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Fukuoka Travel Guide Though off the beaten track, Fukuoka has something to offer everyone

Street Food Fukuoka

Fukuoka is rich in history, known for uncommon food culture and exciting nightlife. Located just 5 hours away by train from Tokyo, it’s Japan’s largest city in the southwest and one of the destinations in the Kyushu region. Because of its location just across a narrow strait from Korea, Fukuoka has a rich history of exposure to Mainland Asia and to the Western world, even while the rest of Japan was isolated. Founded in the 7th century, it has long been considered a gateway to the rest of the world, with large cultural influences from China and Korea. There are plenty of things to occupy your time on a break from one of Fukuoka’s many golf courses. So if you are looking for a break from golfing, you have plenty of options to see Fukuoka’s exciting, off-the-beaten-track side.

Things to do

Neon Skyline of Fukuoka

Fukuoka is wealthy in cultural and natural attractions, making it an ideal destination.

It’s the nightlife capital of Kyushu, with tons of izakayas, bars, and nightclubs to choose from. Nakasu, a neighborhood nestled in between two rivers, has been famous for its large red light district since the Edo era. It’s now better known for its yatai, or open-air food stands, lit up in different colors at night. Take a stroll down by the neon colored street and sample some of Fukuoka’s local snacks!

Canal Street Hakata, a mall created around an artificial canal, is a great place to stop for souvenirs. Boasting over 250 shops, two hotels, and several theaters, it’s one of the largest malls in the world.

Fukuoka Castle was once one of the largest in Japan, with 47 turrets and a moat. Now in disrepair, the ruins are still stately, preserved as a park that visitors can enjoy.

The ACROS Building is designed to look like a hanging garden, with over 50,000 plants for visitors to enjoy, making it a garden retreat right in the heart of the city.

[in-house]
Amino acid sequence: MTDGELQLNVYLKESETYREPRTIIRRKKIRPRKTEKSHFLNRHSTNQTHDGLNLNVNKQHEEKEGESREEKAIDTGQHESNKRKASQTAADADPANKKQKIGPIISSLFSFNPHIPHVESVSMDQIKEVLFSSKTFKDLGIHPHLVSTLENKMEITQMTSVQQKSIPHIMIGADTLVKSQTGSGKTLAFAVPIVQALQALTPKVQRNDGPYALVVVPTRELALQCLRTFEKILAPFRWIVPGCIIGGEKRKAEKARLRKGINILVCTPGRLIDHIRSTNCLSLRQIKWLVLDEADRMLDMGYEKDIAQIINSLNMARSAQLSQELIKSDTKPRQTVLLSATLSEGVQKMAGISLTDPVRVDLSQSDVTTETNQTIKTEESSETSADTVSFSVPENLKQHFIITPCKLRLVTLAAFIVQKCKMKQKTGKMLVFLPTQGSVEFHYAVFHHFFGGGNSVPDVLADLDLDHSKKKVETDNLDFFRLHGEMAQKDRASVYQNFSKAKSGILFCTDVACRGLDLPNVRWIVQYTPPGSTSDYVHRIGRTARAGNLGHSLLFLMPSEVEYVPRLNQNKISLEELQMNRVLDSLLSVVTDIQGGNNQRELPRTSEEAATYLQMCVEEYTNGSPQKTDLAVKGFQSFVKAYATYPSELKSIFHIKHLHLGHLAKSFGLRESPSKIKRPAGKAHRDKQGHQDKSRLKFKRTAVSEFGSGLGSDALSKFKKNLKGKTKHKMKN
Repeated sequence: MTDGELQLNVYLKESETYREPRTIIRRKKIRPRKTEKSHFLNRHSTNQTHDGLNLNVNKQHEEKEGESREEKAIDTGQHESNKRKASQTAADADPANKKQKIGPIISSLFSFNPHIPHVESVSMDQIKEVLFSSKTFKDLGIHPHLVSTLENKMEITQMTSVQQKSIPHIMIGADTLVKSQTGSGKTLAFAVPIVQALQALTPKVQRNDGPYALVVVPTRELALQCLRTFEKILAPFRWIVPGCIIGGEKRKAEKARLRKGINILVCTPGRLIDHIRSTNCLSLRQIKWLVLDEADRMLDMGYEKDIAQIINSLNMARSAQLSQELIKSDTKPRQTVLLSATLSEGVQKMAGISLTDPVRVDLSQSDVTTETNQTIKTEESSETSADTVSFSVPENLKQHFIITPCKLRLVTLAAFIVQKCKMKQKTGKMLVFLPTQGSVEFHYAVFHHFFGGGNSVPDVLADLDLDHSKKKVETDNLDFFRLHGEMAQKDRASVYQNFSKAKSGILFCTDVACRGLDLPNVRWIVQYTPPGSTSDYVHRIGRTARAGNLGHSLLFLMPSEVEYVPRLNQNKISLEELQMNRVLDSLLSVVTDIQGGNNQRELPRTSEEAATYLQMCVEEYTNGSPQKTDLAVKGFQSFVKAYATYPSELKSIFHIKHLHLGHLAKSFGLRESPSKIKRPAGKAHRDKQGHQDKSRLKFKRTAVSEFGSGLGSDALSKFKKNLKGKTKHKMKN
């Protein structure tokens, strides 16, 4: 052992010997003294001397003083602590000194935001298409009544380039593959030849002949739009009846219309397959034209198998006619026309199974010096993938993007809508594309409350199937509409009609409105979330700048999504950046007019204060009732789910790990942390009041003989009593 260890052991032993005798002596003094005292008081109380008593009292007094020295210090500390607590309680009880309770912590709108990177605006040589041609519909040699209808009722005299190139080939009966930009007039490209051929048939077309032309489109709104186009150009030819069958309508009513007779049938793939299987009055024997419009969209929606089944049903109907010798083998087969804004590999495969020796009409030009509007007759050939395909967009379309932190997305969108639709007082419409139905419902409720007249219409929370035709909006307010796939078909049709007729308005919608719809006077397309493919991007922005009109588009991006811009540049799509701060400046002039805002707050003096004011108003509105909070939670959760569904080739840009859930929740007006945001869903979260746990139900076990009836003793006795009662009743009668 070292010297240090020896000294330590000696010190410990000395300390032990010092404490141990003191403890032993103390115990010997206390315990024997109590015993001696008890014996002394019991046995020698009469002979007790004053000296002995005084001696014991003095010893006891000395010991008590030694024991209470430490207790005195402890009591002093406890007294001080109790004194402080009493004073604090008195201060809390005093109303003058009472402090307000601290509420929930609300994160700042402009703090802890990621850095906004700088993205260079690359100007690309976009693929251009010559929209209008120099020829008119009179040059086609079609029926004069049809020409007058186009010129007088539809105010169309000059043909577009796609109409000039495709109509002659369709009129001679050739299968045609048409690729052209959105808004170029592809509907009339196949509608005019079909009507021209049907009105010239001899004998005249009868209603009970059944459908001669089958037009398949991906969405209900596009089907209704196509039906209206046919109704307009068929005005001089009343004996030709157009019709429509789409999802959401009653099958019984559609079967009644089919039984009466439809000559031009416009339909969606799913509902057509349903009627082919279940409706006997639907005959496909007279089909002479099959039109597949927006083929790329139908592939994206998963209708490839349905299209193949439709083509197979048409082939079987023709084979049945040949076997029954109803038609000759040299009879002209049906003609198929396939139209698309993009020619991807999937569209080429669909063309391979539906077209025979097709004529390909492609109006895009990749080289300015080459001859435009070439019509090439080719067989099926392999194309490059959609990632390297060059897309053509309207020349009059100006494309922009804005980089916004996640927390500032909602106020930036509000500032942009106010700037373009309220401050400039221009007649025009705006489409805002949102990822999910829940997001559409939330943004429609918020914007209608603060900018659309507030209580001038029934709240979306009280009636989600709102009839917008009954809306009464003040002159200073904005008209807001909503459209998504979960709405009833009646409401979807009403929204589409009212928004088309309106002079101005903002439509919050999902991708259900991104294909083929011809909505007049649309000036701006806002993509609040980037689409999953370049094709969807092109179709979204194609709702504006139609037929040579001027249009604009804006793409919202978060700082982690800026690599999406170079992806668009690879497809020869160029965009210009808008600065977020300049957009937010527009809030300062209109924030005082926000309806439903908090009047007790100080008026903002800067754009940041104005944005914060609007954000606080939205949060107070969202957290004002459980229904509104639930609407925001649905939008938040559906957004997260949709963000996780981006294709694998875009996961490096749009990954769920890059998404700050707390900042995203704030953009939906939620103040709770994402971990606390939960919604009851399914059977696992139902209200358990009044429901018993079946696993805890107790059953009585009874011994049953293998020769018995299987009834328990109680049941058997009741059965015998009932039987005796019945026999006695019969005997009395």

Events and Seasonal Happenings

Fukuoka Festival

One of Fukuoka’s biggest attractions is the Hakata Dontaku, an annual port festival held in late spring. It is marked by parades in traditional dress, with traditional te-odori dancing, which draws 2 million visitors to watch the festivities every year.

For the first two weeks in July, the Hakata Gion Yamakasa brings a festive atmosphere to the city.  The climax of the festival is an early morning race between teams carrying parade floats weighing up to one ton. Celebrated for over 700 years, this has been designated as an important intangible cultural asset by the Japanese government.

In the winter, the Christmas illuminations in Canal Street Fukuoka are festive and fun, with a massive paper art Christmas tree suspended over the decorations.

If you visit during Kyokusai no en in early spring, you can see a reenactment of a shrine ritual from the Heian era (9th-12th century) where traditionally dressed participants write poems by the stream while they wait for a floating sake cup to reach them. Early spring is also worth visiting for the 6000 plum trees around the Dasaifu temple.